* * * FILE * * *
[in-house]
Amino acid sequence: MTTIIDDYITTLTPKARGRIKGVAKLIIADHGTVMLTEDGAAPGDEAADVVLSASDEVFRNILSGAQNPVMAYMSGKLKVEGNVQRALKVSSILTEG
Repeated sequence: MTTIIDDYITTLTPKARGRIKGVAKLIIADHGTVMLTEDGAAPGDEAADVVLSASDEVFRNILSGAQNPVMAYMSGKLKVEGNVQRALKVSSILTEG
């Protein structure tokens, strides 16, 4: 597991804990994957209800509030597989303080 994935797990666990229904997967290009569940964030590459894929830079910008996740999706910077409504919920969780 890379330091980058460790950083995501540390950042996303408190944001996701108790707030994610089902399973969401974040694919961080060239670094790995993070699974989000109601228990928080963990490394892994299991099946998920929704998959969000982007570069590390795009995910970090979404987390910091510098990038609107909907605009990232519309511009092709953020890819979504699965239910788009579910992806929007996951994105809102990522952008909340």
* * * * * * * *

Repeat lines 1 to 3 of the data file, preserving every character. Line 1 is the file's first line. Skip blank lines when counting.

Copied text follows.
[in-house]
Amino acid sequence: MTTIIDDYITTLTPKARGRIKGVAKLIIADHGTVMLTEDGAAPGDEAADVVLSASDEVFRNILSGAQNPVMAYMSGKLKVEGNVQRALKVSSILTEG
Repeated sequence: MTTIIDDYITTLTPKARGRIKGVAKLIIADHGTVMLTEDGAAPGDEAADVVLSASDEVFRNILSGAQNPVMAYMSGKLKVEGNVQRALKVSSILTEG